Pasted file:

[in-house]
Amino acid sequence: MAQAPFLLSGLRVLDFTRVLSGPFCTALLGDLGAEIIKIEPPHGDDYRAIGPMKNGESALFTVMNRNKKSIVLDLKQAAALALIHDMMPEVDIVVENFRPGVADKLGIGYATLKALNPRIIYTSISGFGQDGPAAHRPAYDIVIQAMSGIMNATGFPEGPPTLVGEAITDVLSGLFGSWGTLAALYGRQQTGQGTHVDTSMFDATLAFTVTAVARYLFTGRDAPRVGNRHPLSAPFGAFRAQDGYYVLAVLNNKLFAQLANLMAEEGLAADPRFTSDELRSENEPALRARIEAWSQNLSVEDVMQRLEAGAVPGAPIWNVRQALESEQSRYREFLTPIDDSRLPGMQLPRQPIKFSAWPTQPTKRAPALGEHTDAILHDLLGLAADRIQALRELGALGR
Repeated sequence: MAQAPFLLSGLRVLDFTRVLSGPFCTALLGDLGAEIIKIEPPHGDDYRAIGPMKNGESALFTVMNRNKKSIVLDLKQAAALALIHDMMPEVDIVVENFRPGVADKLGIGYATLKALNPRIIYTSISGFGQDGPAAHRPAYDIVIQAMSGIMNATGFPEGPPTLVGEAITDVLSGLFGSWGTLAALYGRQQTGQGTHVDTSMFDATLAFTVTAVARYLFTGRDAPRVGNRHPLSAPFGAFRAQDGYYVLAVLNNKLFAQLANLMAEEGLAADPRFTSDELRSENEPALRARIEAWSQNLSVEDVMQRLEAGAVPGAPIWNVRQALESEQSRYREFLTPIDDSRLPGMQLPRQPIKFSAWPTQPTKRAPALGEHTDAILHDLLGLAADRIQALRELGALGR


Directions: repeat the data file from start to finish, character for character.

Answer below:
[in-house]
Amino acid sequence: MAQAPFLLSGLRVLDFTRVLSGPFCTALLGDLGAEIIKIEPPHGDDYRAIGPMKNGESALFTVMNRNKKSIVLDLKQAAALALIHDMMPEVDIVVENFRPGVADKLGIGYATLKALNPRIIYTSISGFGQDGPAAHRPAYDIVIQAMSGIMNATGFPEGPPTLVGEAITDVLSGLFGSWGTLAALYGRQQTGQGTHVDTSMFDATLAFTVTAVARYLFTGRDAPRVGNRHPLSAPFGAFRAQDGYYVLAVLNNKLFAQLANLMAEEGLAADPRFTSDELRSENEPALRARIEAWSQNLSVEDVMQRLEAGAVPGAPIWNVRQALESEQSRYREFLTPIDDSRLPGMQLPRQPIKFSAWPTQPTKRAPALGEHTDAILHDLLGLAADRIQALRELGALGR
Repeated sequence: MAQAPFLLSGLRVLDFTRVLSGPFCTALLGDLGAEIIKIEPPHGDDYRAIGPMKNGESALFTVMNRNKKSIVLDLKQAAALALIHDMMPEVDIVVENFRPGVADKLGIGYATLKALNPRIIYTSISGFGQDGPAAHRPAYDIVIQAMSGIMNATGFPEGPPTLVGEAITDVLSGLFGSWGTLAALYGRQQTGQGTHVDTSMFDATLAFTVTAVARYLFTGRDAPRVGNRHPLSAPFGAFRAQDGYYVLAVLNNKLFAQLANLMAEEGLAADPRFTSDELRSENEPALRARIEAWSQNLSVEDVMQRLEAGAVPGAPIWNVRQALESEQSRYREFLTPIDDSRLPGMQLPRQPIKFSAWPTQPTKRAPALGEHTDAILHDLLGLAADRIQALRELGALGR